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The upside of down: postsecondary enrollment in the Great Recession

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  • Lisa Barrow
  • Jonathan Davis

Abstract

There have been large increases in two-year, four-year public, and four-year private college enrollment since the start of the Great Recession—slightly larger than expected based on the historical relationships between unemployment and enrollment, and significantly larger than expected if the unemployment rate had remained at 2007 levels. The increased enrollment may lead to a net lifetime benefit of roughly $3.3 billion overall, or $1,500 for each person who enrolled.

Suggested Citation

  • Lisa Barrow & Jonathan Davis, 2012. "The upside of down: postsecondary enrollment in the Great Recession," Economic Perspectives, Federal Reserve Bank of Chicago, issue Q IV, pages 117-129.
  • Handle: RePEc:fip:fedhep:y:2012:i:qiv:p:117-129:n:v.36no.4
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    Cited by:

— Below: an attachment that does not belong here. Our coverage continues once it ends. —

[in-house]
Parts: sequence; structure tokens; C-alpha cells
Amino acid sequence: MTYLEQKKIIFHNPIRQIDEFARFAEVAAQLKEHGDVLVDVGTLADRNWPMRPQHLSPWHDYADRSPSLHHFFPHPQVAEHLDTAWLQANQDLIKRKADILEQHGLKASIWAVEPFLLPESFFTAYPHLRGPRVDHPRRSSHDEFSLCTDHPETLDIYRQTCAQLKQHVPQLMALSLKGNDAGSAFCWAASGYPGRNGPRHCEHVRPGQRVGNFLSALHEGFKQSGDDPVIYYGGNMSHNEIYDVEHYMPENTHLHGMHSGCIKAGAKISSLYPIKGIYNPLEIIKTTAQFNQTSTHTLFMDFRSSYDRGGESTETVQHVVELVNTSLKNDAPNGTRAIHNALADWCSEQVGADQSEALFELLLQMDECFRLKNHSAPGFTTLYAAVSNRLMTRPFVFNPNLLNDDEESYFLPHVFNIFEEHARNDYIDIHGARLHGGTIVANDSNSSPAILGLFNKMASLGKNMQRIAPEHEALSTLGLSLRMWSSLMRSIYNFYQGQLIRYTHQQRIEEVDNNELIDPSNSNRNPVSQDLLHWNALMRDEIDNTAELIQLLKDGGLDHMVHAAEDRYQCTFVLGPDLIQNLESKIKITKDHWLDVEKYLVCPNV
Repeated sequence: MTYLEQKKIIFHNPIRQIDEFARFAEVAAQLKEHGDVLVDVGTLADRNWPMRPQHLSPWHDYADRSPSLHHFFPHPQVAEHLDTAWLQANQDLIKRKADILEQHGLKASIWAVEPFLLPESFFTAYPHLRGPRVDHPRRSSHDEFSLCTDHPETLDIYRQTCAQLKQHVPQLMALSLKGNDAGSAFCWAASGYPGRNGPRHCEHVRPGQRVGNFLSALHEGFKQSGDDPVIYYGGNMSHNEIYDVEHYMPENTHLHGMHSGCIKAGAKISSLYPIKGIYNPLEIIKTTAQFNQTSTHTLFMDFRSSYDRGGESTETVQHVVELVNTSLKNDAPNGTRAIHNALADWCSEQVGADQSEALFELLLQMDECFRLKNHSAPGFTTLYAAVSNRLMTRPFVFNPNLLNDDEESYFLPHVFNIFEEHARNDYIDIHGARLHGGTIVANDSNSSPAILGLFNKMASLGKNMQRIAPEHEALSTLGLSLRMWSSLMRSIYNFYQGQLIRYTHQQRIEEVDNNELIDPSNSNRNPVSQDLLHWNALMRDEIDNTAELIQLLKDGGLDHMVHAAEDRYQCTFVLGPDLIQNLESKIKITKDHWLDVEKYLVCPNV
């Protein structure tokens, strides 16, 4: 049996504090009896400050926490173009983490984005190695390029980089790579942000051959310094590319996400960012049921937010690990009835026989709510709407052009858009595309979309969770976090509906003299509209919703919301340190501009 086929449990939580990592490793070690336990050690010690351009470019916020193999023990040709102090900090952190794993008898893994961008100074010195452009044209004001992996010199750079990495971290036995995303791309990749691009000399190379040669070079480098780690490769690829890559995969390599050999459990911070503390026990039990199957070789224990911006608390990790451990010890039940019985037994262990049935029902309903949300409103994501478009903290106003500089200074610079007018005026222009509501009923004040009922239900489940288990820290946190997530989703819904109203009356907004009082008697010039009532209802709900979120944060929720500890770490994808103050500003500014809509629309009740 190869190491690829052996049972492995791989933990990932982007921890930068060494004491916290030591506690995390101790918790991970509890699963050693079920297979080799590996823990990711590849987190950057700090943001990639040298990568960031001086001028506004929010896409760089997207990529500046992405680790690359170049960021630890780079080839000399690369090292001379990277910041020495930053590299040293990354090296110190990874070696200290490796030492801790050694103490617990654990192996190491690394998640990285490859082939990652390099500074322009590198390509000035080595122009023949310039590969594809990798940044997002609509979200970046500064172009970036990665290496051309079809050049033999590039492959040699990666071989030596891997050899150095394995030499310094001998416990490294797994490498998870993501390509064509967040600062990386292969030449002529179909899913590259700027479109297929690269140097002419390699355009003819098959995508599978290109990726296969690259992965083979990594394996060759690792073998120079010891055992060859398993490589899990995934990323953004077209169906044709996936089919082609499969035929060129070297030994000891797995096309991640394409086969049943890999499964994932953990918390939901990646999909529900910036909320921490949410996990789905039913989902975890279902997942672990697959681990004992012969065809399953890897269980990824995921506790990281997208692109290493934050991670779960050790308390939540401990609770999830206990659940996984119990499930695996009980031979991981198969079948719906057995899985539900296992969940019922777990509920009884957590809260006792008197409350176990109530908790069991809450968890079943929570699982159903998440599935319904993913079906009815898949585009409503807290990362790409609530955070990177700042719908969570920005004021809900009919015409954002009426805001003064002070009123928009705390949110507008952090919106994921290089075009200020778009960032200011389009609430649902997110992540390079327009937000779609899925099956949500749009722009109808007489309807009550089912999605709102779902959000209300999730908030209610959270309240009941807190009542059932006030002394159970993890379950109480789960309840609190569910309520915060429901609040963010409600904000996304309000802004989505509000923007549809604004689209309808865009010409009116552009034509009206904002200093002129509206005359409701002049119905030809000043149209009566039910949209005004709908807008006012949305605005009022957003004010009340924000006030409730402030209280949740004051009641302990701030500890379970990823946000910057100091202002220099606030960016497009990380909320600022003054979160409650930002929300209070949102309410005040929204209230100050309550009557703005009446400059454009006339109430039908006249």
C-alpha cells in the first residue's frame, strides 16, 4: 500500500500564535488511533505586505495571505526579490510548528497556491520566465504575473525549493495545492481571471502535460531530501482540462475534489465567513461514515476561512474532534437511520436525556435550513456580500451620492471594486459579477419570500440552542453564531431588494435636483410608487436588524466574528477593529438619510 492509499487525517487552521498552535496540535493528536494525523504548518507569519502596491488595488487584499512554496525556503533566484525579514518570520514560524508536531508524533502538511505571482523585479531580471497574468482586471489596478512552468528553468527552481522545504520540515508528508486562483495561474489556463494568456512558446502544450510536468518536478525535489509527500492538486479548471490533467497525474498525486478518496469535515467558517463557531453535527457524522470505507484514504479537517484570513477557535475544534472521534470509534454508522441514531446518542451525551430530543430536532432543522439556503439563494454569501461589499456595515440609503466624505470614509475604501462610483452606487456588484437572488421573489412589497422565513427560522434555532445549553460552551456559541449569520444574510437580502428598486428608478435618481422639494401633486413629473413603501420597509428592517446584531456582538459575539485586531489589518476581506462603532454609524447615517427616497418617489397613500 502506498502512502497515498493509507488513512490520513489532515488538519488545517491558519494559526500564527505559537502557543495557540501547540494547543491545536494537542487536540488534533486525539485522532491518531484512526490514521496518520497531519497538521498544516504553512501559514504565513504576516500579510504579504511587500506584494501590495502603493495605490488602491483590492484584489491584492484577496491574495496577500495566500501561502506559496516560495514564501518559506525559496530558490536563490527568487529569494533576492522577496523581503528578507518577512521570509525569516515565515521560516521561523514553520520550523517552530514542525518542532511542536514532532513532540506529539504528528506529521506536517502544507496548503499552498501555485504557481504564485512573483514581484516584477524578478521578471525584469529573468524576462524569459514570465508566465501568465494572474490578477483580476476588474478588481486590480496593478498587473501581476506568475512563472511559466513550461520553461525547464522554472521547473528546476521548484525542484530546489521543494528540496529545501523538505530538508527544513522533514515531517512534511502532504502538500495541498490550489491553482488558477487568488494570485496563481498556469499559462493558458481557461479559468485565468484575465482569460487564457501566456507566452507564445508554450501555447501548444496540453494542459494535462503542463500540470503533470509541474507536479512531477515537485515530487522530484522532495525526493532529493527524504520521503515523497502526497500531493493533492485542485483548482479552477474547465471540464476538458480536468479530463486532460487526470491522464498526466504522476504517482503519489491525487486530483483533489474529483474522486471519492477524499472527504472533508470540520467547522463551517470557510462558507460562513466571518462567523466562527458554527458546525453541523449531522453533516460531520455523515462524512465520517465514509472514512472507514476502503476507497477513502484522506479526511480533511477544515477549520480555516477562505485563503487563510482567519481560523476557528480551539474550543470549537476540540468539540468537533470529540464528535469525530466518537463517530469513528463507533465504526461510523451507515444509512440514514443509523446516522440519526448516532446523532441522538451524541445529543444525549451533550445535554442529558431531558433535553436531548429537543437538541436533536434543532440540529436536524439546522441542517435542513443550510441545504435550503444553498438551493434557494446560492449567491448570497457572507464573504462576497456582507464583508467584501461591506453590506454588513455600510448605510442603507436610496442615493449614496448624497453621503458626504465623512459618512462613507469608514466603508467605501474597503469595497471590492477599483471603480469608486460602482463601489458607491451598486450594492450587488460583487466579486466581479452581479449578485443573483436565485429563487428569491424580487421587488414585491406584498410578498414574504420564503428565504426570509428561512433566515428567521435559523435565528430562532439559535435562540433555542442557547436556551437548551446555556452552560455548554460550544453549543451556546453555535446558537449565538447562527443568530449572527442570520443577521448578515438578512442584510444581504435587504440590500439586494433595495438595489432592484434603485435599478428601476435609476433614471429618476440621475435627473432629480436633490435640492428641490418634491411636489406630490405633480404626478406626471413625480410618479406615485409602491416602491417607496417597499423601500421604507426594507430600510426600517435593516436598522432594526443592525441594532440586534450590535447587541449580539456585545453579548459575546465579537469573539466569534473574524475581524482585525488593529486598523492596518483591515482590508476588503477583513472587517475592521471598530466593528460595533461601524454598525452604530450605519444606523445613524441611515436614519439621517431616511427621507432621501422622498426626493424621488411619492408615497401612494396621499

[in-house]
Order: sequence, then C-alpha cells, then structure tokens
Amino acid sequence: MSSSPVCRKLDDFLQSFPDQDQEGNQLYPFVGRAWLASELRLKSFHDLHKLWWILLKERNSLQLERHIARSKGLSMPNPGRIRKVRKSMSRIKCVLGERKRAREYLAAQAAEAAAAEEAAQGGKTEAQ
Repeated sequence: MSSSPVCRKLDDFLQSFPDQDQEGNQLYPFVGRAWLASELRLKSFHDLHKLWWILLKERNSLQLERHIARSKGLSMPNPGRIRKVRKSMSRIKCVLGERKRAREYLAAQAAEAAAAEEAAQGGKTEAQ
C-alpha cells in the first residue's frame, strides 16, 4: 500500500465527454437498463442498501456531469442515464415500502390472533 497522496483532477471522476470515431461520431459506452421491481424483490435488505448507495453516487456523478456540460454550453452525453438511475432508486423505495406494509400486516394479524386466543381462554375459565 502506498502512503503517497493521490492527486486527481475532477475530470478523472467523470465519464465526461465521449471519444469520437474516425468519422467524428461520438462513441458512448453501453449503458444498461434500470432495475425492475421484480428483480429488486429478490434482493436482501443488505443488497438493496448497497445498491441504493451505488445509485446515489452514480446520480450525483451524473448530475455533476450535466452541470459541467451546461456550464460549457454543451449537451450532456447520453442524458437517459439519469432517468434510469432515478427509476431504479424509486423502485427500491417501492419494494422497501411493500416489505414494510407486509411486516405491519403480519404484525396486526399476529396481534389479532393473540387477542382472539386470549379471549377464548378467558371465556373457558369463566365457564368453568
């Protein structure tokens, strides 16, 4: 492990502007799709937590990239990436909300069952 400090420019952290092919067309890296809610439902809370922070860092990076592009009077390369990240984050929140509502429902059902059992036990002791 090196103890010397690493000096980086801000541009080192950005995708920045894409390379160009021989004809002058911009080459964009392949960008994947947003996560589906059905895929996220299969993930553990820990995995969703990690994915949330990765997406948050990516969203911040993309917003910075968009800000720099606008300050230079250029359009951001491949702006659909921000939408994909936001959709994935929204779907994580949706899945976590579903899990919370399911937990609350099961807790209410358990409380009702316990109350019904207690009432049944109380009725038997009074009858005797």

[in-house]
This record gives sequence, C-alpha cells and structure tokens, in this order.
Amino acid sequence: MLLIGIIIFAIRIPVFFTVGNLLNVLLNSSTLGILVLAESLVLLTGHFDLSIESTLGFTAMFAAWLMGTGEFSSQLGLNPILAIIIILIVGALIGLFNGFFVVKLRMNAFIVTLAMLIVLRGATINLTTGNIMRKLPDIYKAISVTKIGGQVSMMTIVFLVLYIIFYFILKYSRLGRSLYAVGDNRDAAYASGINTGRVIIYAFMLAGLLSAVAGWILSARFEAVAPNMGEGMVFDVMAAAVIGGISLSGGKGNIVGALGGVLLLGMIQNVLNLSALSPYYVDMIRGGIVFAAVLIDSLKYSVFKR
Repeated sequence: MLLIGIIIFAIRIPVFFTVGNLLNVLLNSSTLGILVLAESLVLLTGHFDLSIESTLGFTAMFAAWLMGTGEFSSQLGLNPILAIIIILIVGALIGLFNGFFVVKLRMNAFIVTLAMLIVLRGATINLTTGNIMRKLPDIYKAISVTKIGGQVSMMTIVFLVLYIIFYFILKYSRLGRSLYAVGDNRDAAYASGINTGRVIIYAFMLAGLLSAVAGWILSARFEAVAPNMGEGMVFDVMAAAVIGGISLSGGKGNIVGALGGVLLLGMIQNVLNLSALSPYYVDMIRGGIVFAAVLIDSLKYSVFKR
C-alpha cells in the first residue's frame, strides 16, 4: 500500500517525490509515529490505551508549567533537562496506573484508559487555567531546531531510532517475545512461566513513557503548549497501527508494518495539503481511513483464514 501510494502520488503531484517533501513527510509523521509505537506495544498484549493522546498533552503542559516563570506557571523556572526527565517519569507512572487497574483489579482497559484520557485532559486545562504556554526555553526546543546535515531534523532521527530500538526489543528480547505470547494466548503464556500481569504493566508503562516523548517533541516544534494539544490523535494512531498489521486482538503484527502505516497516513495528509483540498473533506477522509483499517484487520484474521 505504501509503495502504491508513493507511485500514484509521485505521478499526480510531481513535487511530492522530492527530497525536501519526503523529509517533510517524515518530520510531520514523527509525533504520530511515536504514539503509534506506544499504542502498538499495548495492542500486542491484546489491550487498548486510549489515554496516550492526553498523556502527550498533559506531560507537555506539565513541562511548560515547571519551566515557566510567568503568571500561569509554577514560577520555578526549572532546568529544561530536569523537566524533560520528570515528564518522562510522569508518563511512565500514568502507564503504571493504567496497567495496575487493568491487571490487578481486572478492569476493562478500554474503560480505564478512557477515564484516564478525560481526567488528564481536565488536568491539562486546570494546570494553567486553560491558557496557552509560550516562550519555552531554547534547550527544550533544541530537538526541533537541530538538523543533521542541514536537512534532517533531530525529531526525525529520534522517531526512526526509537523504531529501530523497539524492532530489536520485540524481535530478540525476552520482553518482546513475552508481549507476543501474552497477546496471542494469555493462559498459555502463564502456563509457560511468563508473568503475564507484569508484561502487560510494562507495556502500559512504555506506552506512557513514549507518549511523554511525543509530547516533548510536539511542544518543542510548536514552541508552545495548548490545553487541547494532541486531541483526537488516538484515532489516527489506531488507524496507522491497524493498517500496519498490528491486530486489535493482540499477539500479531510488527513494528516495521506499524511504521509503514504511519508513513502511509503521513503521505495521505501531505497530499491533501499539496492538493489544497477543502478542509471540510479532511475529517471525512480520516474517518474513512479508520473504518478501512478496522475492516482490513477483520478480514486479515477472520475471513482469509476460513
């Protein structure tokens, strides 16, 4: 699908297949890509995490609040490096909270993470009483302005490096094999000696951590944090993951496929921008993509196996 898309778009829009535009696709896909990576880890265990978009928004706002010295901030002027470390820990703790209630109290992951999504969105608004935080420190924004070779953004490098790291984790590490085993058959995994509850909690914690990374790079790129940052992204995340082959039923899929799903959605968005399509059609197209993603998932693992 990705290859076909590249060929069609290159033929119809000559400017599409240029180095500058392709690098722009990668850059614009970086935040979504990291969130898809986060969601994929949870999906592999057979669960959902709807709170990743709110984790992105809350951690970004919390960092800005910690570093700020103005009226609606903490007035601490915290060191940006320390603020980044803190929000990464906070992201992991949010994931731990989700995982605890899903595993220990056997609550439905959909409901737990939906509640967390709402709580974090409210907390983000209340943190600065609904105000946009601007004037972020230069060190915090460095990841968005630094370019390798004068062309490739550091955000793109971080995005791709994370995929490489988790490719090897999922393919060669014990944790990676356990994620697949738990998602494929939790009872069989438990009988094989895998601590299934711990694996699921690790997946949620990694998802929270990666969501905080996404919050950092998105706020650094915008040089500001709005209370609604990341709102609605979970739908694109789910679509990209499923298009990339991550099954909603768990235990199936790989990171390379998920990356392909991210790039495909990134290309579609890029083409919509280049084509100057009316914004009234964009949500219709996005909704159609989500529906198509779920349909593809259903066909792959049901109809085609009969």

1. repec:bla:coecpo:v:35:y:2017:i:2:p:253-268 is not listed on IDEAS
    2. Canyon Bosler & Mary C. Daly & John G. Fernald & Bart Hobijn, 2017. "The Outlook for U.S. Labor-Quality Growth," NBER Chapters,in: Education, Skills, and Technical Change: Implications for Future US GDP Growth National Bureau of Economic Research, Inc.
    3. Stratton, Leslie S., 2017. "Housing Prices, Unemployment Rates, Disadvantage, and Progress toward a Degree," IZA Discussion Papers 10941, Institute for the Study of Labor (IZA).
    4. Bruce D. Meyer & Wallace K. C. Mok & James X. Sullivan, 2015. "Household Surveys in Crisis," Journal of Economic Perspectives, American Economic Association, vol. 29(4), pages 199-226, Fall.

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